The judgment in this case effectively reverses the somewhat controversial position set out, albeit obiter, in The Astra, a position which had potentially strengthened owners’ position where charterers failed to make full and punctual hire payments. Reed Smith will be publishing a client alert which will consider this case, and the comparison with The Astra in more detail, a link to which will be posted in due course.


Court awards as damages costs incurred as a result of a breach of a law and jurisdiction clause

Swissmarine Services SA v Gupta Coal India Private Limited [2015] EWHC 265 (Comm)

The Claimant and Defendant entered into a COA which contained an English law and jurisdiction clause. When the Defendant failed to comply with the terms due to difficulties in despatching and shipping the cargo, the Claimant brought a claim for breach of contract. The Defendant subsequently commenced proceedings in India, claiming damages for defamation and an anti-suit injunction to restrain the English proceedings. After almost two years, the Indian proceedings were dismissed due to lack of jurisdiction.

The Claimant alleged that it had suffered loss as a result of the Defendant’s breach of the English jurisdiction clause. It claimed as damages its costs incurred in the Indian proceedings, which the Court awarded. The Court found that the contract was clear as to law and jurisdiction, and the Defendant had been well aware of this, but had nevertheless commenced the Indian proceedings. The Claimant had demonstrated that the substantial costs incurred in India were properly incurred and had been incurred as a result of the Defendant’s breach. On that basis they were recoverable as damages.

The Claimant had also claimed for damages resulting from the Defendant’s failure to meet its shipment obligations. The Court awarded damages, and considered the correct method of assessment. There was clearly a contract between the two parties, the Defendant was in breach and the Claimant was entitled to damages. The Claimant had given the Defendant an extension of time to perform, which meant that the market price to be used in the assessment of damages was that at the time when the contract could last have been performed (i.e. when the extension granted by the Claimant expired). A further consideration in the assessment of damages was whether there was an available market at the time for the Claimant to find replacement shipments: if so, this could be set off against their loss. In this case, there was no such available market.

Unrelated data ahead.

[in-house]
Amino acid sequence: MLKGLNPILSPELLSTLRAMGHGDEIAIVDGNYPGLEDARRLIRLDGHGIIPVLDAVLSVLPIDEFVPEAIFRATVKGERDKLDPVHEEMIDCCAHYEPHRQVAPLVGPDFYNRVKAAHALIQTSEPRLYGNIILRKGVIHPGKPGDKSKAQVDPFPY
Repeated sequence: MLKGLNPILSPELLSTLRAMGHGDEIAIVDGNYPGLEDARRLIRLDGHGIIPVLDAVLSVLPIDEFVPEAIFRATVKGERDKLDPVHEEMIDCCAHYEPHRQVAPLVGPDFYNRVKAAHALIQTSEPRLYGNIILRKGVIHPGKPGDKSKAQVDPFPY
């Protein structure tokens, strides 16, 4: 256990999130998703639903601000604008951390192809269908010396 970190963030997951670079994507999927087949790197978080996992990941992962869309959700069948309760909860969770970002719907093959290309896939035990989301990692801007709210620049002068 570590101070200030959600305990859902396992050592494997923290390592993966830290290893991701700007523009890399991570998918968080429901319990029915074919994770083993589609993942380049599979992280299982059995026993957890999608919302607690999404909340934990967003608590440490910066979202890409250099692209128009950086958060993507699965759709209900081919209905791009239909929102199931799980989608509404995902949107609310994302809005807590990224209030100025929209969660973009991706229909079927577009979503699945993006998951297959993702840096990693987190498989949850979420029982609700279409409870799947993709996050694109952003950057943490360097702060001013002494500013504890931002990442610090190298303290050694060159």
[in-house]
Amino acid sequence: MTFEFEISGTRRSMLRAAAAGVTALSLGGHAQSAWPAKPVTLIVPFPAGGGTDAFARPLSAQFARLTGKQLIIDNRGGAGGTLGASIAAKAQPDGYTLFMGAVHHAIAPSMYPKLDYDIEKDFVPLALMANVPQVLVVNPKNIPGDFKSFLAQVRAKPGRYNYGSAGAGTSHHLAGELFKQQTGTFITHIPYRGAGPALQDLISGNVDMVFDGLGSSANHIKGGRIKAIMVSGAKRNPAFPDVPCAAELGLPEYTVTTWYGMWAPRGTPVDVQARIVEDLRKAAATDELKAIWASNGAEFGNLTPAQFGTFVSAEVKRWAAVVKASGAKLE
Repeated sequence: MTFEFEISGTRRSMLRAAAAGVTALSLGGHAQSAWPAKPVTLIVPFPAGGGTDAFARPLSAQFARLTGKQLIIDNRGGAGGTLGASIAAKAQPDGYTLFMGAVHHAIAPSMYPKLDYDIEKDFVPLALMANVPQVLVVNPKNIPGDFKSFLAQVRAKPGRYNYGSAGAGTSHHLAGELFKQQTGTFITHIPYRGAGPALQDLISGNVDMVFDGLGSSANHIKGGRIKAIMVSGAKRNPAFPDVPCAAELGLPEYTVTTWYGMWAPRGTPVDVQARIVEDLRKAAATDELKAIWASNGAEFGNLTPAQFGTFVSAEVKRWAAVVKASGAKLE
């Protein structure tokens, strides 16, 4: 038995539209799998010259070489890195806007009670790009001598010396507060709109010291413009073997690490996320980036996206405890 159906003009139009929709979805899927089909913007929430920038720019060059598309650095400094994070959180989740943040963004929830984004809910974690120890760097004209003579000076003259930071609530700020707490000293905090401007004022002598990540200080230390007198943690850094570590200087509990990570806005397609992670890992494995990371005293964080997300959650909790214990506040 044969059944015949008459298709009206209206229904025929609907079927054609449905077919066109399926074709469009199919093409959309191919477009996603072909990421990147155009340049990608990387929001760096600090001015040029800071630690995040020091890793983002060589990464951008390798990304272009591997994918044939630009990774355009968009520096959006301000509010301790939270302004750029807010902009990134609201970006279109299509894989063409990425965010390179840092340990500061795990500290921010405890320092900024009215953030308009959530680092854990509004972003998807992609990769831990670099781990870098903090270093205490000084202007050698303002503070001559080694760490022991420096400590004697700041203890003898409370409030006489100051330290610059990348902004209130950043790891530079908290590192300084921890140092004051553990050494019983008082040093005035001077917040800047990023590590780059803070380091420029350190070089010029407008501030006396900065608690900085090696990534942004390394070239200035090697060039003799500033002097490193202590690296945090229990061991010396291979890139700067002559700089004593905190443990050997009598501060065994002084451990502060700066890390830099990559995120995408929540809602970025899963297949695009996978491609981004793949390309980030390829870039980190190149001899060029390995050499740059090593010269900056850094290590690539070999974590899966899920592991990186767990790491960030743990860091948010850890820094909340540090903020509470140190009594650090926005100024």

This case will be of assistance to parties who incur legal costs in foreign jurisdictions as a result of their counterparty’s breach of an English jurisdiction clause. Those costs will be recoverable as damages, provided that they are reasonably incurred, and that causation can be proved. However, a party which does not participate in English legal proceedings may be unlikely to pay any sums awarded, and so further costs may be incurred in enforcing the judgment.

Loss of cargo due to piracy held not to be an “in-transit loss”

Trafigura Beheer BV v Navigazione Montanari SpA [2015] EWCA Civ 91

The subject vessel was chartered to carry a cargo of oil from Abidjan, Ivory Coast to Lagos, Nigeria. Clause 46 of the charter (on an amended BPVOY3 form) incorporated the Hague-Visby Rules, which contain exemptions in respect of loss or damage arising or resulting from inter alia “act of public enemies”, “perils of the sea”, and “any other cause arising without the actual fault or privity of the carrier, or without the fault or neglect of the agents or servants of the carrier”. It was common ground that loss resulting from piracy would fall within one or more of these exemptions.

The charterparty also contained the following in-transit loss (ITL) clause:

“In addition to any other rights which Charterers may have, Owners will be responsible for the full amount of any in-transit loss if in-transit loss exceeds 0.5% and Charterers shall have the right to claim an amount equal to the FOB port of loading values of such lost cargo plus freight and insurance due with respect thereto. In-transit loss is defined as the difference between net vessel volumes after loading at the loading port and before unloading at the discharge port.”

During the course of the voyage, pirates took control of the vessel and removed part of the cargo. Charterers alleged that Owners were liable for the loss pursuant to the ITL clause.